Laboratory specific studies to meet the research needs:
Changes in glycosylation have been associated with the development of HCC. One such modification is increased core fucosylation on AFP. This modification is the basis of the only FDA approved test for the measurement of HCC. This assays is commercially available and is referred to as AFP-L3. The limitation of the AFP-L3 assay is the requirement of a cancer to produce AFP protein, which only 40-60% of hepatic cancers express. To address this limitation, we have identified other proteins that contain increased levels of fucosylation and other N-linked glycan modifications. We are currently in the process of commercializing these into tests that can be used clinically as soon as possible. To aid in this development we have made several recombinant sugar binding proteins (lectins) that can be used to detect specific protein glycoforms in plate-based and fluid assays.
In addition, although increased levels of core fucosylation have been observed in HCC for a number of years, it is unclear why these increases occur. We have been examining this and have determined that both increased levels of N-linked glycan branching and increased levels of fucosylation can be observed directly in HCC tissue. Interestingly, we have noticed that different changes in N-linked glycosylation may be related to specific genetic alterations associated with cancer development.
Resources and Reagents for sharing:
As stated, we have developed several novel recombinant lectins and enzymes that can be used to analyze protein glycoforms in many different situations. Lectins currently available are recombinant wild type and mutant Aleuria aurantia lectins (AAL), recombinant Aspergillus oryzae l-fucose-specific lectin (AOL), recombinant Burkholderia cenocepacia lectin (BC2L), and the Psathyrella velutina mushroom lectin (PVL) to name but a few.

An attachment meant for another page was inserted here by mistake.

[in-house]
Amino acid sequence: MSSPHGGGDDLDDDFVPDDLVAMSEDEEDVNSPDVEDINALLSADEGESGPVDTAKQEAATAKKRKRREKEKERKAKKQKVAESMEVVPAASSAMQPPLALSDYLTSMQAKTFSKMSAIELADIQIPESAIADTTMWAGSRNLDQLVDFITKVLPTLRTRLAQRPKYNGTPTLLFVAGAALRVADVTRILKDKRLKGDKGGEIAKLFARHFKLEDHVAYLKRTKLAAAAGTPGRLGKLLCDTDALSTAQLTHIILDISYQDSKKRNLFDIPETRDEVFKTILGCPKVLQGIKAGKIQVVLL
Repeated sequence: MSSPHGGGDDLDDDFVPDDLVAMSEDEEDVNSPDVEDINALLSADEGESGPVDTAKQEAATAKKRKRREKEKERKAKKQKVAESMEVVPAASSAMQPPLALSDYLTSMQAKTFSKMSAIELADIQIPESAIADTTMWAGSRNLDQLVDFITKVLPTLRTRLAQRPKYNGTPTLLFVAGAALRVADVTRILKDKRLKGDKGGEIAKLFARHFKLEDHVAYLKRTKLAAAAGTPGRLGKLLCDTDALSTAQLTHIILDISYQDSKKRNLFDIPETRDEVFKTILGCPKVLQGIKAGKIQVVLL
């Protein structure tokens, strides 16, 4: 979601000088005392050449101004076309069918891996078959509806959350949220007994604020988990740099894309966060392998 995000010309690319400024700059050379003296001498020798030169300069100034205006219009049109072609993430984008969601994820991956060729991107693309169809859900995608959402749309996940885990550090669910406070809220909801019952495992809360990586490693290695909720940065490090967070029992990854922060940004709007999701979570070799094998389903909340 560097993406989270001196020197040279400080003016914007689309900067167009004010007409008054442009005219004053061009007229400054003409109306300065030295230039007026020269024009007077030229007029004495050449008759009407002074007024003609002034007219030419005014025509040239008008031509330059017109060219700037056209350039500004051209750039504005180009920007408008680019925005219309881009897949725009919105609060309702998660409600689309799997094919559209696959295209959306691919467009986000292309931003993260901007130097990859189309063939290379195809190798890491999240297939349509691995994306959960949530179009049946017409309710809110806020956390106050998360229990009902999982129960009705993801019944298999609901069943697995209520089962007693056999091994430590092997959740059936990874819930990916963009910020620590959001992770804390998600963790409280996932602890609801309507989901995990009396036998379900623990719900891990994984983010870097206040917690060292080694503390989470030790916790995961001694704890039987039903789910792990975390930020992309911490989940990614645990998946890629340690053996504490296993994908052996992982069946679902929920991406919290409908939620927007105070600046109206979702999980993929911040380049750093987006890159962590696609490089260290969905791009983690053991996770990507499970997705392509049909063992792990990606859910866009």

Public Health Implication/Advancing the Field of Glycobiology:
We are developing non invasive biomarkers for the early detection of HCC. Although HCC in the USA was once thought to be an uncommon cancer, the rates are increasing dramatically. In 2000, there were an estimated 10,000 cases of liver cancer in the USA. Amazingly, by 2013 that number has more than tripled with over 34,000 cases annually and almost an equal number of deaths. Indeed, the occurrence of liver cancer is predicted to continue rising in the United States and if the trends continue will exceed 50,000 cases by the year 2025, leading to the same number of deaths in the USA as breast cancer. Thus, the development of a non invasive marker that can assist in the early detection of HCC in at risk individuals will have a tremendous public health benefit.
In terms of the field of Glycobiology, we are examining the nature of the change in glycosylation observed in HCC and determining the biochemical and genetic factors associated with these changes. Our findings are applicable to other cancers where glycan changes also occur.
Cancer-Specific Relevance: detection, prevention and treatment:
Our approach to biomarker development and use involves the combination of several factors. First, our identified glycoforms are not used in isolation but in combination with AFP and other clinical factors to create biomarker algorithms that can be used to better predict cancer development.
It is important to note that current guidelines by the American Association for the Study of Liver Disease (AASLD) suggest imaging modalities for the routine surveillance of those at risk for HCC, without the use of a serum biomarker. Unfortunately, the poor performance of ultrasound has discouraged its use and many patients are now routinely monitored by either yearly computed tomography (CT-Scan) or by Magnetic resonance imaging (MRI). However, these methods are expensive and in the case of a CT-Scan, are considered a moderate- to high-radiation diagnostic technique. As patients can live with the risk of developing HCC for 30+ years, this level of exposure is, in many ways, not acceptable. Add to the fact that these methodologies can have poor sensitivity (40-50% per lesson) for early tumors (<2.0 cm), it is clear to see why a new model is needed.
We propose the use of our novel serum glycoprotein biomarkers, which have been shown to have greater sensitivity than AFP alone, to be used with ultrasound to help identify those patients who require further examination by MRI or CT scan and improve in the early detection of cancer.
Opportunities for Collaboration:
As mentioned, we are always looking for collaboration and especially in the development of plate based assays for the detection of specific protein glycoforms.